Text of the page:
Last week I began a series of posts about why God allows Christians to face difficulties and trials. On Thursday we explored Scriptures that confirm, “Yes, Christians will have trouble!” (Read that post now.) This week and next we will discover from the Bible four specific ways God uses our trials.
How could grief, pain, and difficulty ever be good? How could the death of a loved one bring rejoicing?
I’m sure Jesus’ friends Mary and Martha asked similar questions at the death of their beloved brother Lazarus. The Apostle John records this heart-wrenching story in John chapter eleven. (If you have time, pause now and read John 11:1-44.) When Lazarus became sick, his sisters sent for Jesus. They knew He had the power to heal. But Jesus tarried and Lazarus died.
Four days after Lazarus’ death, Jesus arrived at the family’s home in Bethany. Then Jesus did something unheard of. He asked for the stone to be rolled away from the tomb! “Uh, Lord,” Martha said. “I’m not so sure that’s a good idea. It’s going to stink to high heaven. After all, the body has been in there four days.” (This is my paraphrase, by the way!)
Then Jesus said, “Did I not tell you that if you believed, you would see the glory of God” (John 11:40)? Still questioning, the gathered mourners acquiesced and moved the stone.
You know the rest of the story. Jesus commanded the dead man to get up and come out. And Lazarus did!
Jesus could have prevented Lazarus’ death but He purposefully stayed away (John 11:6). God had a greater goal in mind than the healing of a sick man would reach. “No, it is for God’s glory so that God’s Son may be glorified through it” (John 11:4). God used the death of Lazarus to point people to the power and authority of Jesus.
Obviously God does not often work in this specific way. But He always works to bring glory to Christ in the midst of His children’s pain, difficulty, and yes, even death.
My mother-in-law was killed instantly in a car accident in 2004. The pain and grief for our family was unexpected and intense. But I could tell you story after story how God used the death of this godly woman to point people to His Son. For instance, the woman who was first on the scene held hands and prayed with my father-in-law and the other driver while they waited for the authorities. A few weeks later, this woman – who was lost and struggling – showed up at my father-in-law’s church. She wanted to find out more about a God who showed up during tragedy.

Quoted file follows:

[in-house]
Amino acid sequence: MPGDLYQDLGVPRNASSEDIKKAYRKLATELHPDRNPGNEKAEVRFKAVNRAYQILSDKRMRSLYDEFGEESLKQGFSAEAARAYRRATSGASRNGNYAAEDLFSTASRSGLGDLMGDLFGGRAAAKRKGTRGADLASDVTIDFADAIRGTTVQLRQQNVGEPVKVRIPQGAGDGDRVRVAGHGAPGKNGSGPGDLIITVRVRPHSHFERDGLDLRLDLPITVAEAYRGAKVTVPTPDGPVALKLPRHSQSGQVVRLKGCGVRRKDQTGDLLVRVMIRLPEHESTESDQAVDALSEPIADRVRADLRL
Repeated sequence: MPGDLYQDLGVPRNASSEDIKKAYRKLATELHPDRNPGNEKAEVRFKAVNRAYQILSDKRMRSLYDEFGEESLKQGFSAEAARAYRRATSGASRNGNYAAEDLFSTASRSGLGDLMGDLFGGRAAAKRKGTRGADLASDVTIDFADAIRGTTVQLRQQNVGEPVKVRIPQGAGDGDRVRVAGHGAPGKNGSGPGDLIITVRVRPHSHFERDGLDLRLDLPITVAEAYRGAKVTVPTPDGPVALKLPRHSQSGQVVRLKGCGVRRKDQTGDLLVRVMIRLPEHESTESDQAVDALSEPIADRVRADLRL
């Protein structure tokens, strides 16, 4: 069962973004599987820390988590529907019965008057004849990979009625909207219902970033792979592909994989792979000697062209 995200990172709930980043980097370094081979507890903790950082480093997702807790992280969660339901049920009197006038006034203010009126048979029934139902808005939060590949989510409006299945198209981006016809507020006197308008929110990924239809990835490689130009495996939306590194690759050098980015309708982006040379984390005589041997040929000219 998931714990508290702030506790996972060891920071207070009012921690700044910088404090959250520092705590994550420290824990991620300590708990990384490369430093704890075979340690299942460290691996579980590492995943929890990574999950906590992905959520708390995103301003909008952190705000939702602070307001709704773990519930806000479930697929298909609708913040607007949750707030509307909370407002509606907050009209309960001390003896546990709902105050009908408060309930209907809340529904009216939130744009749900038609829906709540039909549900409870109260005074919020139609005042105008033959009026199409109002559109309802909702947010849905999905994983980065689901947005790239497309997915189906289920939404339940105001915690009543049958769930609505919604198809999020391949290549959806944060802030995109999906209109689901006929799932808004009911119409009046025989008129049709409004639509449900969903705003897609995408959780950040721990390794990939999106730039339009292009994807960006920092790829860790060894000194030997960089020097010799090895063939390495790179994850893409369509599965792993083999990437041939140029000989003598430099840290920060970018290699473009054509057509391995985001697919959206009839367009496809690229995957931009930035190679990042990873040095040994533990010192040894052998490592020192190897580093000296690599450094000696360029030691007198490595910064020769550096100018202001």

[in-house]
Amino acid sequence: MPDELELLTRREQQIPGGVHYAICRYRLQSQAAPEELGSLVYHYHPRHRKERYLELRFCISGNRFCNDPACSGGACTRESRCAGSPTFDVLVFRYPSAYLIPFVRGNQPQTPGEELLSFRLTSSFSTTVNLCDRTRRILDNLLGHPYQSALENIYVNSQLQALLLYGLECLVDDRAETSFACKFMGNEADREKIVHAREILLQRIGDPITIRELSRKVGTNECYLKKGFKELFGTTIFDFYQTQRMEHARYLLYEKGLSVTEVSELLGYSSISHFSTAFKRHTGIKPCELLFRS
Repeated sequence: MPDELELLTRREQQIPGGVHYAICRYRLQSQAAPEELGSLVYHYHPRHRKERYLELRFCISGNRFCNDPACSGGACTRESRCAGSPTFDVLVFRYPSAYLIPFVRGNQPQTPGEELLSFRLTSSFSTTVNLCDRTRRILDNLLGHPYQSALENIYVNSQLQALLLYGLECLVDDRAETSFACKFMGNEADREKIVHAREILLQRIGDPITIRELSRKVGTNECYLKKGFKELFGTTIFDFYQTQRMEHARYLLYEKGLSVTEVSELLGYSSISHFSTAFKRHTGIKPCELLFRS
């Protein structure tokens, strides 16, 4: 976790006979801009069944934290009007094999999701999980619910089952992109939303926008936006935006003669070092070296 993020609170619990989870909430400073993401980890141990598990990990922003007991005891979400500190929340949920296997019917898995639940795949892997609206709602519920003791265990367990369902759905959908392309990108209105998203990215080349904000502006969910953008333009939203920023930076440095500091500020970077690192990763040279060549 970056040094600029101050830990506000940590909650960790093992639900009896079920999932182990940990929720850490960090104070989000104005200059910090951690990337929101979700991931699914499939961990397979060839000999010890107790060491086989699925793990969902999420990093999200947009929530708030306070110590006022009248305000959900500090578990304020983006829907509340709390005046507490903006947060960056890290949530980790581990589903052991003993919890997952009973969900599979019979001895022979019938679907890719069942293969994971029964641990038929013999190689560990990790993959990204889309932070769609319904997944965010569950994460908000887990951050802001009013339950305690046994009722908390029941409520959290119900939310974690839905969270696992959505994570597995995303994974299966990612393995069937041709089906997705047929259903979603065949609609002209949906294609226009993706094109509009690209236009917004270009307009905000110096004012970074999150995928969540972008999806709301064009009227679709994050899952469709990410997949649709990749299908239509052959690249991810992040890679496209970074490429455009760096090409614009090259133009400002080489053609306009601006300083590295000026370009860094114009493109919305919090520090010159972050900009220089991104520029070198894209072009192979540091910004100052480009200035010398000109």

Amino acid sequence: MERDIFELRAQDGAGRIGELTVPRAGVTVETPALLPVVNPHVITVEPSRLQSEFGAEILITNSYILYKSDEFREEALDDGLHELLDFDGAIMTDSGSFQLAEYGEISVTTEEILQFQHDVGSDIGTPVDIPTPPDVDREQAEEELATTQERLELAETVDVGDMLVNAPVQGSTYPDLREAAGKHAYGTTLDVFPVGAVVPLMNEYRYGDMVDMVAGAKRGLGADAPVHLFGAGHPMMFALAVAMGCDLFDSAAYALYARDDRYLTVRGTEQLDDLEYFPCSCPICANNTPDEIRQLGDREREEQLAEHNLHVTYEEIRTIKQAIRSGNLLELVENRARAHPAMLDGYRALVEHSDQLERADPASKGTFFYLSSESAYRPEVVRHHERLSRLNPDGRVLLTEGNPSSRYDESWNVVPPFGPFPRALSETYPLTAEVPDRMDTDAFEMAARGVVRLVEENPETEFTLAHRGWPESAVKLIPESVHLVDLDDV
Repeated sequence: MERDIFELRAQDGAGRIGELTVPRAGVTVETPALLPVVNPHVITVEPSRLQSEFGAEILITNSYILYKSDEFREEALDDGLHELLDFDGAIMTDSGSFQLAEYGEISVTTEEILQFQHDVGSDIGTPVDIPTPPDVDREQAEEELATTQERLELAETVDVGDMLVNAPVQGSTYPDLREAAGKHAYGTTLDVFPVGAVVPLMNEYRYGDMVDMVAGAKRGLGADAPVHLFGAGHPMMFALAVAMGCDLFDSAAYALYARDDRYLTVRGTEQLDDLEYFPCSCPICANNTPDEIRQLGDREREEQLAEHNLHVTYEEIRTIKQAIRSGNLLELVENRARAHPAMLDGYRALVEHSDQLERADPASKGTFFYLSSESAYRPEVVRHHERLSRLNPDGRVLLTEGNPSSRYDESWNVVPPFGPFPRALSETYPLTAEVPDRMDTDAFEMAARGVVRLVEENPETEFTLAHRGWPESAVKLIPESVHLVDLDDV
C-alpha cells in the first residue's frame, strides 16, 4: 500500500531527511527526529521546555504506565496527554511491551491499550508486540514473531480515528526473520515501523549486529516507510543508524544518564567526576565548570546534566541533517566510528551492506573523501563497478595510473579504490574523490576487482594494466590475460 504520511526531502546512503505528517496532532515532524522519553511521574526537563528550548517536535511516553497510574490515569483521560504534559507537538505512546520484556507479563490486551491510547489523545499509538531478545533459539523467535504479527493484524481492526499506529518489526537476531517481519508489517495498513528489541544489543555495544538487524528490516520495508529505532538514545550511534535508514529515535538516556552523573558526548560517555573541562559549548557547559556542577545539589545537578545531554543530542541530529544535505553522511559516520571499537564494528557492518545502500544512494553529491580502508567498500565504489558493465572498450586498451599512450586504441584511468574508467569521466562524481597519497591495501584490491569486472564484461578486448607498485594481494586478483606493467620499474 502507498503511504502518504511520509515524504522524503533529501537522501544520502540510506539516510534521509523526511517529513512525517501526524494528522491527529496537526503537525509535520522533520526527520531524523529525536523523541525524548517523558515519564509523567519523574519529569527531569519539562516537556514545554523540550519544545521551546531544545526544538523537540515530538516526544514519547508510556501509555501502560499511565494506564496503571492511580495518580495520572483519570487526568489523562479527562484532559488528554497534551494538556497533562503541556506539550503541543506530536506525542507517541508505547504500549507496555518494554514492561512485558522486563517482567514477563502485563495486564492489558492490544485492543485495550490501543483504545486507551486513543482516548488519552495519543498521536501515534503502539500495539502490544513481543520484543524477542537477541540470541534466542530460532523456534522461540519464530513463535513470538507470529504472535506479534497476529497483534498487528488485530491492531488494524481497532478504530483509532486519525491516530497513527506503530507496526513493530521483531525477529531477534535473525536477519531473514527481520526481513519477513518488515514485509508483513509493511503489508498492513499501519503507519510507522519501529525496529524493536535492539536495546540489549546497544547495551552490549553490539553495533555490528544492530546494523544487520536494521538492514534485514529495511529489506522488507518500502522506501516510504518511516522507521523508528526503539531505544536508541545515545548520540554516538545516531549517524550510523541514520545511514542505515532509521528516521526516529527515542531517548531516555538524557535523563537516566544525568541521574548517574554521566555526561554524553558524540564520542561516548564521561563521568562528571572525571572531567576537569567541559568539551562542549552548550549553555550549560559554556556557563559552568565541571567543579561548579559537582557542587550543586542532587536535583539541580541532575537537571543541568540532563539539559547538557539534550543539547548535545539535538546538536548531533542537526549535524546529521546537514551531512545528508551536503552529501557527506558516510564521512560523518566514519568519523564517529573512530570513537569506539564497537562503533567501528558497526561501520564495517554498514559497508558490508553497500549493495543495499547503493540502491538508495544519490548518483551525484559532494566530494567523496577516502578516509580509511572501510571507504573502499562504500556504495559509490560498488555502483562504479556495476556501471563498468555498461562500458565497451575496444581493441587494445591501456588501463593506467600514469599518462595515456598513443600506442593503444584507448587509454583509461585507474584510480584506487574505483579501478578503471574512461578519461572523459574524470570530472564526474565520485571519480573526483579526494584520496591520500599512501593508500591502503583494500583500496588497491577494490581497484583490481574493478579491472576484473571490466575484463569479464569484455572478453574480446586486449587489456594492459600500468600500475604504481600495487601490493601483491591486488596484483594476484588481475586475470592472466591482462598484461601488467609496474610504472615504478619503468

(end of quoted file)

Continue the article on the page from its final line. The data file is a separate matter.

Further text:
I know that we can’t always see God’s purposes in heartache this clearly. But God has allowed me to see Him in action. And because God’s Word says it’s true in all circumstances, I believe it.
And we know that in all things God works for the good of those who love Him, who have been called according to His purpose. Romans 8:28, NLT
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Kathy, These posts are so good. Thank you for sharing these truths with such grace.
“And because God’s Word says it’s true in all circumstances, I believe it.” Perfect summation.
Kathy, God dose do good things for those HE loves and who love Him. In the mist of the aftershock of our daughter being killed in an auto accident on 3-3-90, about the only clear thing I remember about it besides the pain is at the funeral the church was standing room only and backed up outside the church. 4 hard case girls that Melanie had been trying to lead to Jesus came to know Him that day.
His Grace is sufficent,
Not ready to comment on the other yet.
Thank you Bill for sharing that with us.
So true; we don’t see God’s big picture and I guess that is why I am asking why, because I want to understand difficulties. But I have to trust that whatever happens is for a bigger purpose.
Iris, sometimes God allows us to see the bigger picture and sometimes He doesn’t. When His greater purposes are veiled, we have to choose to trust He is doing something bigger than our trials. That can be hard!